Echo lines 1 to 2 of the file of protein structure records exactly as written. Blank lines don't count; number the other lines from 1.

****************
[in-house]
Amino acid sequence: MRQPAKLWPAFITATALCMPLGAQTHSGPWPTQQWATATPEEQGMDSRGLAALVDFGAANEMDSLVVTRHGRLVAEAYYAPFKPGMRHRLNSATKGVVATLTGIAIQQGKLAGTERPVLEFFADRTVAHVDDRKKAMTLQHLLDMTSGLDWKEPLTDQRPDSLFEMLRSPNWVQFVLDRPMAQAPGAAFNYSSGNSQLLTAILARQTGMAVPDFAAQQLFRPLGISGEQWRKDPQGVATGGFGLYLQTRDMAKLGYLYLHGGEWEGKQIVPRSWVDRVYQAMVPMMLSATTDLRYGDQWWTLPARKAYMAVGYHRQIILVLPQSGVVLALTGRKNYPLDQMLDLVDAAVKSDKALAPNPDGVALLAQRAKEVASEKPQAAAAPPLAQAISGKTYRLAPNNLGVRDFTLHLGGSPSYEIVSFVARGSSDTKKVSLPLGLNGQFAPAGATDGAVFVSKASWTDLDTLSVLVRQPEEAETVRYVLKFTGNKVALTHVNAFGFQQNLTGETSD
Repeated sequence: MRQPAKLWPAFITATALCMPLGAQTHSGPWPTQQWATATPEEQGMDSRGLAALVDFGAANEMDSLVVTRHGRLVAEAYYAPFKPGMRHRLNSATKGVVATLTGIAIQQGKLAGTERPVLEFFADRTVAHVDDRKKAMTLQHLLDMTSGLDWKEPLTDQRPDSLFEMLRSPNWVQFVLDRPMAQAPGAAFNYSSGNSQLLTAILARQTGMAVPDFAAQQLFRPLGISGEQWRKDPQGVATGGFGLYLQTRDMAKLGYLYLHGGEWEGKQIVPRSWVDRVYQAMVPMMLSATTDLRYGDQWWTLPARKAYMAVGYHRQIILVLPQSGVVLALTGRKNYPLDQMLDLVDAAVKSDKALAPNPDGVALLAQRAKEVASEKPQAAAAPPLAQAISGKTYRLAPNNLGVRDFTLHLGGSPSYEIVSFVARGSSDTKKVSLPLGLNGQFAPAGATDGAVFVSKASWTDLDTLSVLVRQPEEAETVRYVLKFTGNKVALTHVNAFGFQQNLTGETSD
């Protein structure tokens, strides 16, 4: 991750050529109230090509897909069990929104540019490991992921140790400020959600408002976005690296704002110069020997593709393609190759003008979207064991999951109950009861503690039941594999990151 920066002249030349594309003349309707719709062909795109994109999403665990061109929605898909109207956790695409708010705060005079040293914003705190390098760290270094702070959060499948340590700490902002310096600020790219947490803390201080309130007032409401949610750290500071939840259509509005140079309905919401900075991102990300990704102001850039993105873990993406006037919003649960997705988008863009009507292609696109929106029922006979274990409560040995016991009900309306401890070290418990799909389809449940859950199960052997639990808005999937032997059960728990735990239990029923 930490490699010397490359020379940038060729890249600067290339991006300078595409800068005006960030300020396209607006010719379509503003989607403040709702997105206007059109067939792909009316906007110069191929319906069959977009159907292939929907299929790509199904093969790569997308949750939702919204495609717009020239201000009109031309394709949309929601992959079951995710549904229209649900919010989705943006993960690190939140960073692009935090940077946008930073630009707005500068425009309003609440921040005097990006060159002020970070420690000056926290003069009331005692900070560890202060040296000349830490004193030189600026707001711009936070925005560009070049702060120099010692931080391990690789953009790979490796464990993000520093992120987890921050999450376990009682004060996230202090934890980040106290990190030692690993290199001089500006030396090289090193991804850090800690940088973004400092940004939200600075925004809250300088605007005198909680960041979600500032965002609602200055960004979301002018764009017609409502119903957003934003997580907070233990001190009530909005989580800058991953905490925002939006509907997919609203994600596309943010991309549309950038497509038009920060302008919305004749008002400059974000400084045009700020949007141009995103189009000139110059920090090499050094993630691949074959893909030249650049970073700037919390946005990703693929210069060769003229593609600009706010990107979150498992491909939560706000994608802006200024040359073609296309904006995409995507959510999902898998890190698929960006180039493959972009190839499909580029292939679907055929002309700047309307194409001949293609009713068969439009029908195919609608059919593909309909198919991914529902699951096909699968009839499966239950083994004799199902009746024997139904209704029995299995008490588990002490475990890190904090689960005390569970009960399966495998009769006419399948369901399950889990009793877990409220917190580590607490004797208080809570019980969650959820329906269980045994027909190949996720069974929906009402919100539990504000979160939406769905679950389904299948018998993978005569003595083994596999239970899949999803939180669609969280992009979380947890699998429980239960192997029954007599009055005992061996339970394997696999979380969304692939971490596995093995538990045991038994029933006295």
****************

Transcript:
[in-house]
Amino acid sequence: MRQPAKLWPAFITATALCMPLGAQTHSGPWPTQQWATATPEEQGMDSRGLAALVDFGAANEMDSLVVTRHGRLVAEAYYAPFKPGMRHRLNSATKGVVATLTGIAIQQGKLAGTERPVLEFFADRTVAHVDDRKKAMTLQHLLDMTSGLDWKEPLTDQRPDSLFEMLRSPNWVQFVLDRPMAQAPGAAFNYSSGNSQLLTAILARQTGMAVPDFAAQQLFRPLGISGEQWRKDPQGVATGGFGLYLQTRDMAKLGYLYLHGGEWEGKQIVPRSWVDRVYQAMVPMMLSATTDLRYGDQWWTLPARKAYMAVGYHRQIILVLPQSGVVLALTGRKNYPLDQMLDLVDAAVKSDKALAPNPDGVALLAQRAKEVASEKPQAAAAPPLAQAISGKTYRLAPNNLGVRDFTLHLGGSPSYEIVSFVARGSSDTKKVSLPLGLNGQFAPAGATDGAVFVSKASWTDLDTLSVLVRQPEEAETVRYVLKFTGNKVALTHVNAFGFQQNLTGETSD